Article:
A nitrogen oxide sensor or NOx sensor is a type of detection instrument that can usually operate in harsh environments. It is used to detect nitrogen oxides in combustion environments such as car, truck exhaust pipes or chimneys.
The term NOx represents several forms of nitrogen oxides such as NO (nitric oxide), NO2 (nitrogen dioxide) and N2O (nitrous oxide, also known as laughing gas). In a gasoline engine, NO is the most common form of NOx at around 93%, while NO2 is around 5% and the rest is N2O. There are other forms of NOx such as N2O4 (the dimer of NO2), which only exists at lower temperatures, and N2O5, for example.
Meanwhile, for diesel engines, the emissions situation is different. Owing to their much higher combustion temperatures (resulting from their high cylinder compression ratios as well as turbocharging or supercharging), diesel engines produce much higher engine-out NOx emissions than spark-ignition gasoline engines. The recent availability of Selective catalytic reduction (SCR) allows properly equipped diesel engines to emit similar values of NOx at the tailpipe compared to a typical gasoline engine with a 3-way catalyst. In addition, the diesel oxidation catalyst significantly increases the fraction of NO2 in “NOx” by oxidizing over 50% of NO using the excess oxygen in the diesel exhaust gases.
The drive to develop a nitrogen oxide sensor arises from environmental factors. NOx gases can cause various problems such as smog and acid rain. Many governments around the world have passed laws to limit their emissions (along with other combustion gases such as SOx (oxides of sulfur), CO (carbon monoxide) and CO2 (carbon dioxide) and hydrocarbons). Companies have realized that one way of minimizing NOx emissions is to first detect them and then to employ some sort of feedback loop in the combustion process, thereby enabling the minimization of NOx production by, for example, combustion optimization or regeneration of NOx traps. Therefore, in many applications with exhaust-gas treatment systems, one nitrogen oxide sensor is used upstream of the exhaust-gas treatment system (upstream) and a second sensor is used downstream of the exhaust-gas treatment system. The upstream sensor is used for the aforementioned feedback loop. Meanwhile, the downstream sensor is used mainly to confirm that the legislated emissions limits have not been exceeded.
Due to the high temperature of the combustion environment, only certain types of material can operate in situ. The majority of nitrogen oxide sensors developed have been made out of ceramic type metal oxides, with the most common being yttria-stabilized zirconia (YSZ), which is currently used in the decades-old oxygen sensor. The YSZ is compacted into a dense ceramic and conducts oxygen ions (O2−) at the high temperatures of a tailpipe such at 400 °C and above. To get a signal from the sensor a pair of high-temperature electrodes such as noble metals (platinum, gold, or palladium) or other metal oxides are placed onto the surface and an electrical signal such as the change in voltage or current is measured as a function of NOx concentration.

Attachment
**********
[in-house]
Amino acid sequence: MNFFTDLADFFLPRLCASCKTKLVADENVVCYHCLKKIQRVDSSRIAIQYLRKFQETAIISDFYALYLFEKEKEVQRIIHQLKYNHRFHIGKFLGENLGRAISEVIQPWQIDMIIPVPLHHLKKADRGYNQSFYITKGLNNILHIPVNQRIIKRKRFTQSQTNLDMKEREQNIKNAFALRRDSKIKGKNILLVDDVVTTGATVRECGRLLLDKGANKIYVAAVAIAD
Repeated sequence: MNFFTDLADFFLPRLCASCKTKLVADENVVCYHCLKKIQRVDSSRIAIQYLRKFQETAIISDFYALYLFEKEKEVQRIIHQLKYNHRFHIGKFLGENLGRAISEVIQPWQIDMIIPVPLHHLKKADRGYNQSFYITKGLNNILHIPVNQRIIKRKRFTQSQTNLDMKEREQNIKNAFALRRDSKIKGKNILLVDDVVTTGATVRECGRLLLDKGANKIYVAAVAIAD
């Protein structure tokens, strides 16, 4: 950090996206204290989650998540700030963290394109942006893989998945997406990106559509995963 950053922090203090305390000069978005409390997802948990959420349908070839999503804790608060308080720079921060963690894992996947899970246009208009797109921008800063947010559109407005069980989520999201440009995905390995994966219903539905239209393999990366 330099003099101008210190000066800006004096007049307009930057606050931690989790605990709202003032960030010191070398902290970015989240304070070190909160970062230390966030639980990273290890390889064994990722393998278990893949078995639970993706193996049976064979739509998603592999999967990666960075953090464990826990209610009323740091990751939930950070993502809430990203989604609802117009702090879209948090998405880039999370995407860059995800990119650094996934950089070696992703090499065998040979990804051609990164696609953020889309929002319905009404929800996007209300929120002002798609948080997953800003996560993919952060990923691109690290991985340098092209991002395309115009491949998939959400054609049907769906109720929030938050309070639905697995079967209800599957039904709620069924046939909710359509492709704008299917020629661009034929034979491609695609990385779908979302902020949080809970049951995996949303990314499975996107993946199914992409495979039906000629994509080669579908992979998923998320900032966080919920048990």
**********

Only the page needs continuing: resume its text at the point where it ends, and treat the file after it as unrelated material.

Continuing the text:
High sensitivity and durability required
The levels of NO are around 100–2000 ppm (parts per million) and NO2 20–200 ppm in a range of 1–10% O2. The sensor has to be very sensitive to pick up these levels.
The main challenges in the sensor development are selectivity, sensitivity, stability, reproducibility, response time, limit of detection, and cost. In addition due to the harsh environment of combustion the high gas flow rate can cool the sensor which alters the signal or it can delaminate the electrodes over time and soot particles can degrade the materials.
One of the major challenges faced by such gas sensors is humidity. The relative effect on signal response is highly subjective to the type of the sensor. Electrochemical sensors are mostly immune from humidity effect as water molecules help regulate the electrolyte concentration but long term exposure to dry gas can reduce the solvent concentration of the electrolyte. High amount of cross sensitivity has been observed in gas sensors due to similarity in electron exchange mechanism between target gases and water molecules.